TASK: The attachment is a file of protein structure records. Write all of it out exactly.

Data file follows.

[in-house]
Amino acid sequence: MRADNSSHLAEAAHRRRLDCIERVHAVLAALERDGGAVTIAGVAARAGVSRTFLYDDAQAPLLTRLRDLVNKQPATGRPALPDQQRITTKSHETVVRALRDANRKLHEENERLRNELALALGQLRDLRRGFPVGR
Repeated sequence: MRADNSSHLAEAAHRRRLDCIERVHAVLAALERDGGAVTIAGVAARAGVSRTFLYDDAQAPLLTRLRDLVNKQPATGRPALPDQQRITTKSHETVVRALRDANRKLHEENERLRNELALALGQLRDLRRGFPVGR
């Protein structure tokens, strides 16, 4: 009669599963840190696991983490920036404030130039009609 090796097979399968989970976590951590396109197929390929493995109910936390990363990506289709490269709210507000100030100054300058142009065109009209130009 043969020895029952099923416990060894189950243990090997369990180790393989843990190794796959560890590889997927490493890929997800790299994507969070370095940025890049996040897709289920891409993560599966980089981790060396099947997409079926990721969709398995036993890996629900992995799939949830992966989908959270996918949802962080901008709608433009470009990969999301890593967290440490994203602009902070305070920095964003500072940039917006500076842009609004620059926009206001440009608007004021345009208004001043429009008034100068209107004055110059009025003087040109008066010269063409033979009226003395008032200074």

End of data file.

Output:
[in-house]
Amino acid sequence: MRADNSSHLAEAAHRRRLDCIERVHAVLAALERDGGAVTIAGVAARAGVSRTFLYDDAQAPLLTRLRDLVNKQPATGRPALPDQQRITTKSHETVVRALRDANRKLHEENERLRNELALALGQLRDLRRGFPVGR
Repeated sequence: MRADNSSHLAEAAHRRRLDCIERVHAVLAALERDGGAVTIAGVAARAGVSRTFLYDDAQAPLLTRLRDLVNKQPATGRPALPDQQRITTKSHETVVRALRDANRKLHEENERLRNELALALGQLRDLRRGFPVGR
């Protein structure tokens, strides 16, 4: 009669599963840190696991983490920036404030130039009609 090796097979399968989970976590951590396109197929390929493995109910936390990363990506289709490269709210507000100030100054300058142009065109009209130009 043969020895029952099923416990060894189950243990090997369990180790393989843990190794796959560890590889997927490493890929997800790299994507969070370095940025890049996040897709289920891409993560599966980089981790060396099947997409079926990721969709398995036993890996629900992995799939949830992966989908959270996918949802962080901008709608433009470009990969999301890593967290440490994203602009902070305070920095964003500072940039917006500076842009609004620059926009206001440009608007004021345009208004001043429009008034100068209107004055110059009025003087040109008066010269063409033979009226003395008032200074």